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Evidence-based articles & blogs to help with making training more effective, nutrition more flexible & life more enjoyable.


You're Not Training Hard Enough

Why do we need to train so hard to grow? Because muscle growth is stimulated by mechanical tension.

If there is one thing people completely f*ck up, when they’re trying to build muscle…

It’s not doing the wrong exercises…

It’s not using the wrong rep ranges…

It’s not forgetting to do supersets or drop sets or myoreps…

The biggest mistake people make in the gym is…

They are exercising.

But they’re not training.

Exercise is great! There’s nothing wrong with exercise.

Exercise looks like this:

- Smiling during set;

- Talking during set;

- Finishing the set after getting “a bit of a burn”.

Training looks like this:

- Locked in for the set. Concentrating.

- Has a rep target to hit

- Doesn’t stop when the set gets hard or the burning starts…

- Only stops the set when the target is met…

Sometimes that’s failure, sometimes that’s a couple of reps left in the tank.

Why do we need to train so hard to grow?

Because muscle growth is stimulated by mechanical tension.

Let’s start from the top.

Muscles are made up of thousands of muscle fibres. 

When your brain sends the signal for that muscle to contract, some fibres get activated to perform the task like lift that weight.

(There’s an intermediary called motor units, which house bundles of muscle fibres, but stick with me…)

Our body is lazy - it wants to conserve energy.

So it only recruits the muscle fibres it needs, in order to perform the task.

If the task is easy, only a small amount of muscle fibres are recruited.

But if a task is challenging - like when you push close to failure…

That’s when more and more fibres get recruited.

It’s not a linear approach either, it’s exponential.

The fibres are activated in groups (those are the motor units) and the biggest motor units which contain the most amount of muscle fibres only get recruited right at the end - when the muscle is being challenged to it’s maximum (or near failure).

So if we’re just exercising and going through the motions, we might only be stimulating a few hundred muscle fibres. That’s not a lot of growth!

But when we take the set close to failure, thousands of muscle fibres get stimulated and we see the most mechanical tension and therefore muscle growth.

So don’t worry about the next fancy exercise or training protocol…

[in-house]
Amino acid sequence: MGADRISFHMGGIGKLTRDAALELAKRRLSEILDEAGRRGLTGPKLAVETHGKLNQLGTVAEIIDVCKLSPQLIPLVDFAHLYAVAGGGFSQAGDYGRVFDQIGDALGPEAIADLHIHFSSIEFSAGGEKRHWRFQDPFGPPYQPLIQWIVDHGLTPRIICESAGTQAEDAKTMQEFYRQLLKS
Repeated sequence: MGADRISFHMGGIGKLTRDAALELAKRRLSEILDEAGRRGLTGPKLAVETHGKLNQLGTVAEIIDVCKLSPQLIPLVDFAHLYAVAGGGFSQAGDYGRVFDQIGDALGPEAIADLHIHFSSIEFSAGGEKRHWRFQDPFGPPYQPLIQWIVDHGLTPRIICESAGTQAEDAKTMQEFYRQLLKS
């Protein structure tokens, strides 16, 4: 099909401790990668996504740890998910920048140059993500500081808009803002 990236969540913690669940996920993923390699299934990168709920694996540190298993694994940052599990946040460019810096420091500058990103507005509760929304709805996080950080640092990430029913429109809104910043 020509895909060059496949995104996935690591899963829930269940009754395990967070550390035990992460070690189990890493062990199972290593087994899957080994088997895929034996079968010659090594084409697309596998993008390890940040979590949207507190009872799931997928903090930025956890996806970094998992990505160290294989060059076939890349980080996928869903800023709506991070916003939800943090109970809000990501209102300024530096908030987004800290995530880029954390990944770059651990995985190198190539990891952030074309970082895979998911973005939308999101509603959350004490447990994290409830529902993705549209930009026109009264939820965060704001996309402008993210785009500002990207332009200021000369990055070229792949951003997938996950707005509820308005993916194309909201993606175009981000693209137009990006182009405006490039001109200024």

Don’t worry about perfecting your macro split or nutrient timing.

Worry about the basic principle of generating mechanical tension.

You do that, by training close to true failure.

But remember…

Training hard doesn’t mean ego lifting. In fact it’s actually the opposite.

Training hard means when the set is getting hard and you feel the urge to use momentum and throw the weight around… Fight that urge.

There’s a saying “every exercise is a lower back exercise if you ego lift enough”.

Do you want a big lower back, or big biceps?

Fight the urge, concentrate.

So how do you know whether you’re actually training hard enough to grow?

There are two things I look for in client form videos.

Number One: Involuntarily slowing of the concentric.

What the hell does that mean?

It means… When you’re doing rep after rep…

Eventually you’re going to be pushing on the weight as hard as possible, but it’s not going to move as fast as previous reps.

That’s a great sign you’re getting to “full motor unit recruitment” which means stimulating all of the muscle fibres to grow. 

So if you finish your set and rep number 10 moved just as fast as rep number one…

Maybe do a few more reps.

Number Two: Facials.

I know it sounds silly, but hear me out…

Not a single human in the history of the earth has ever taken a set close to failure…

Whilst also maintaining a straight face.

I’ve never seen it.

Have you ever seen those influencers who post 7-minute At Home Ab Workouts and they look great the entire time?

Yeah… That’s 7 minutes of your life you’re never going to get back.

If you’re not making the ugliest lifting face that even your mother couldn’t love, chances are you’re not training hard enough to build.

My number one recommendation for making sure you’re training hard enough is simply taking one set all the way to failure. Concentrate, don’t let your form break down. But take it to that point where you are pushing on the weight and nothing is happening.

Keep it safe, use a machine so you don’t get pinned underneath a bar.

But take yourself all the way there, and teach yourself that you’re capable of more than you think.

You got this!